Sleuth Untrusted USB Communication With USBValve

two USBValve devices on a table, both with a USB cable plugged in. The top one with a long narrow OLED display and the bottom one with a 128x64 OLED display.

USB devices are now ubiquitous and, from an information security standpoint, this is a terrifying prospect as malicious software can potentially be injected into a system by plugging in a compromised USB stick. To help get some piece of mind, [Cesare Pizzi] created USBValve to help expose suspicious USB activity on the fly.

The idea behind USBValve is to have the onboard microcontroller advertise itself as a storage device, pretending to have a filesystem with some common files available. When an unknown USB device is first inserted into the USB port on the USBValve tool, USBValve displays usage information, via the attached OLED screen, on whether the USB device is accessing files it shouldn’t be or immediately trying to write to the filesystem, which is a clear sign of malicious behavior.

The USBValve hardware is a straight forward composition of a Raspberry Pi Pico, an tiny I2C OLED screen and an optional PCB carrier board with a 3D printed spacer. The software uses Adafruit’s Tiny USB library along with the SSD1306AsciiWire library to drive the OLED display. And it’s all open source, including the code and PCB design files.

There’s a lot of security fun to be had with USB, from DIY dirt cheap Rubber Duckies to open source hardware Rubber Duckies, to discussions on the BadUSB exploits. The simplicity of the USBValve project allows it to be low cost, easy to use and can provide concise, critical information for a variety of real world threats.

After the break, be sure to check out [Cesare Pizzi]’s talk about USBValve at the SCC Insomnihack conference which has a wealth of information on how it fares against some known malware attacks, discussions on some of its shortcomings and potential avenues for improvement.

Thanks to [watchdog] for the tip!

11 thoughts on “Sleuth Untrusted USB Communication With USBValve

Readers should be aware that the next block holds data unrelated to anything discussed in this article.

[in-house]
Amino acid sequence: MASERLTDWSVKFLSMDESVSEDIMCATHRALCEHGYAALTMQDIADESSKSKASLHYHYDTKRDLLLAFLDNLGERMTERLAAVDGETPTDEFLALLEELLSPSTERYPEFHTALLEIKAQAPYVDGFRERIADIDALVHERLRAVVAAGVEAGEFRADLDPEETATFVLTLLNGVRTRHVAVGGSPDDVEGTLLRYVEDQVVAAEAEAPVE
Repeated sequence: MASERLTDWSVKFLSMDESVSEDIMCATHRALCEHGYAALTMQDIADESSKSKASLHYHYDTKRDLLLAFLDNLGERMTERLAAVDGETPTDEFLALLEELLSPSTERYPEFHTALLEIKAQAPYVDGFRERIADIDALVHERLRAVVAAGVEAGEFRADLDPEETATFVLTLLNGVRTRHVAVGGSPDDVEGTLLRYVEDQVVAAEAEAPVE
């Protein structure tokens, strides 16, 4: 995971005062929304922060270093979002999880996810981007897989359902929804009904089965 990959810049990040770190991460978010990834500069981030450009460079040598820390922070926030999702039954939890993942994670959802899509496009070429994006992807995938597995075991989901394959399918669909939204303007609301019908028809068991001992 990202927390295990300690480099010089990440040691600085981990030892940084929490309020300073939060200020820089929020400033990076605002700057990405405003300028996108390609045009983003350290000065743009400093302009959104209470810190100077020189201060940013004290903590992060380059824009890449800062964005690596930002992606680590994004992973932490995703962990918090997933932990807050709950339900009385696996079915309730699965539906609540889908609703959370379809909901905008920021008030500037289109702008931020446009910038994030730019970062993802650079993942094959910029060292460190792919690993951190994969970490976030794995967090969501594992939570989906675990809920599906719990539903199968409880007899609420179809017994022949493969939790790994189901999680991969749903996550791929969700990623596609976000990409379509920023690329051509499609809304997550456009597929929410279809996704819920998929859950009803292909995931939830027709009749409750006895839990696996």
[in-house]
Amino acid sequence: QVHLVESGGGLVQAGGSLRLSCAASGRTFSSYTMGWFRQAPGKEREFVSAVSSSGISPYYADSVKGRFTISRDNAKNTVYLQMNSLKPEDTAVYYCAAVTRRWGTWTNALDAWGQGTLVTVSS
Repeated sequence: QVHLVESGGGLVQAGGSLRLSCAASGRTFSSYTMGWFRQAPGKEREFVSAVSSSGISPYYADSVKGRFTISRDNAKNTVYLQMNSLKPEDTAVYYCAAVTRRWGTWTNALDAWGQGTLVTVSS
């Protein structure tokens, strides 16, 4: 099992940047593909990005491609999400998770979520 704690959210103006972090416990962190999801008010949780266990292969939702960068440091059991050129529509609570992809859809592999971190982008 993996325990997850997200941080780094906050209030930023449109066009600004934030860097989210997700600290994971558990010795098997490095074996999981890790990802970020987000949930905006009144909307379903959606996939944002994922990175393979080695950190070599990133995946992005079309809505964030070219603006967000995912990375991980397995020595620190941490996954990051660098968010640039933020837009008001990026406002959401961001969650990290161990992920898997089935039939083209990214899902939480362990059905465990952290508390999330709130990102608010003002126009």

1. Would be nice to have one of these that restricts a device to a single type (e.g: A USB Drive cannot become a mouse later on). Then you could log both malicious hosts and badusbs. Could also make a tester that acts as a virtual USB host and logs all traffic from a client device, so you could take a BadUSB and leave it sitting there for an hour.

    1. The single type thing could be implemented at the driver level. Every motherboard could have one or two dedicated host ports for mice & keyboards, and the others could all be handled on a per-device basis, asking the user for confirmation each time a new type of USB endpoint appears on a port.

  2. The second paragraph is a little unclear in my opinion.
    The USBValve can act either as a device or as a host
    – as a device it can detect if a malware, on the host is connected to, is trying to write something to the fake drive
    – as a host it can detect BADUSB devices.

    1. This IS a small Pi connected via USB cable…this can be a very good thing for monitoring any shady cable HOWEVER a small Pi can also write and deploy malware. Host or device, the underlying hardware has no bias, pick your poison. Many such ‘gadgets’ are often made, produced, and sold with good implications but of course…hackers gonna…HACK! ;)

      1. yes, but this is not the case ;-)…being completely opensource you can get your firmware, check, modify and compile…no hidden tricks here, you have the complete control ;-)

  3. Not sure If I’m getting this correctly, what you say is exactly how it works:
    – USBvalve (the version with the host port version) can actually acts as virtual USB Host and it’s capable to take a BadUSB and wait for input for minutes/hours/forever :-)
    – From the other side it can acts as USB Drive and monitor all READS and WRITES on it

    1. Never tested to be honest. Chances are that it will be destroyed, so you can use it as a sacrificial device ;-) since its cost is few bucks.
      But I’ll try to test it, interesting point. Thanks.

  4. A “KillerUSB” does nothing else than killing the computer with too much voltage…
    Yes – the USBvalve is susceptible to a KillerUSB and also will be killed – but not your computer…

    By the way: hell these KillerUSBs got cheep meanwhile…

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